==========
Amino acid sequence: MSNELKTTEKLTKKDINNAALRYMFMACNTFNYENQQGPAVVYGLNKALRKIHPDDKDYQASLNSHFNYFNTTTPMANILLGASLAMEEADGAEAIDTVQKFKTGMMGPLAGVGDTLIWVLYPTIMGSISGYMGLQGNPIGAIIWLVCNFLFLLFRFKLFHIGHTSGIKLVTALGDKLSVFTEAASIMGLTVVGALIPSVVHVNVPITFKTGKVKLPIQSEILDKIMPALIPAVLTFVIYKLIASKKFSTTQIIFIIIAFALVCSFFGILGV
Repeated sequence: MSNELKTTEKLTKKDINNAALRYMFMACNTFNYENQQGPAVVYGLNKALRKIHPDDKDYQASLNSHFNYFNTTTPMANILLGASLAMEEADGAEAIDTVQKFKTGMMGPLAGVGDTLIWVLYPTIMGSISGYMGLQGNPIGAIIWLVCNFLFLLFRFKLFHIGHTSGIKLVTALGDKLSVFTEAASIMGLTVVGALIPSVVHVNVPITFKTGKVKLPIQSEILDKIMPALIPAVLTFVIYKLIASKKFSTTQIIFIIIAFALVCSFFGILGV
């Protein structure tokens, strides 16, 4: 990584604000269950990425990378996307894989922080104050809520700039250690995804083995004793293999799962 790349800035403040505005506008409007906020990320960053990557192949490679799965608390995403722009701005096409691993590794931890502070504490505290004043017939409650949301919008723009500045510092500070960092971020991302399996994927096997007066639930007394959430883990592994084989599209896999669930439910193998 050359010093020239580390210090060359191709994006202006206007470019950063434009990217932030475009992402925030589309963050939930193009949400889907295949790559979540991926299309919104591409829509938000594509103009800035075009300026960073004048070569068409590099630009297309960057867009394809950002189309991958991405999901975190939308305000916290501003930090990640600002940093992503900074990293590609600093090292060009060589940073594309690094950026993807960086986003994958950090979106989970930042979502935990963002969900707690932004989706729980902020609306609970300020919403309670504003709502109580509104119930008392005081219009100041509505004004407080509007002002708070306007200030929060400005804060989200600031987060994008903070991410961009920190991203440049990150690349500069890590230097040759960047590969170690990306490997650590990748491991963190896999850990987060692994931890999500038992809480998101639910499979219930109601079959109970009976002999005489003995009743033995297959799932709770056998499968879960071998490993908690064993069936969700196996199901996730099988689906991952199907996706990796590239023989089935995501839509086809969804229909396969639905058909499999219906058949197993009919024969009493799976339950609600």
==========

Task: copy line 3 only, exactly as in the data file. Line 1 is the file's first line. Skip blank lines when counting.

């Protein structure tokens, strides 16, 4: 990584604000269950990425990378996307894989922080104050809520700039250690995804083995004793293999799962 790349800035403040505005506008409007906020990320960053990557192949490679799965608390995403722009701005096409691993590794931890502070504490505290004043017939409650949301919008723009500045510092500070960092971020991302399996994927096997007066639930007394959430883990592994084989599209896999669930439910193998 050359010093020239580390210090060359191709994006202006206007470019950063434009990217932030475009992402925030589309963050939930193009949400889907295949790559979540991926299309919104591409829509938000594509103009800035075009300026960073004048070569068409590099630009297309960057867009394809950002189309991958991405999901975190939308305000916290501003930090990640600002940093992503900074990293590609600093090292060009060589940073594309690094950026993807960086986003994958950090979106989970930042979502935990963002969900707690932004989706729980902020609306609970300020919403309670504003709502109580509104119930008392005081219009100041509505004004407080509007002002708070306007200030929060400005804060989200600031987060994008903070991410961009920190991203440049990150690349500069890590230097040759960047590969170690990306490997650590990748491991963190896999850990987060692994931890999500038992809480998101639910499979219930109601079959109970009976002999005489003995009743033995297959799932709770056998499968879960071998490993908690064993069936969700196996199901996730099988689906991952199907996706990796590239023989089935995501839509086809969804229909396969639905058909499999219906058949197993009919024969009493799976339950609600």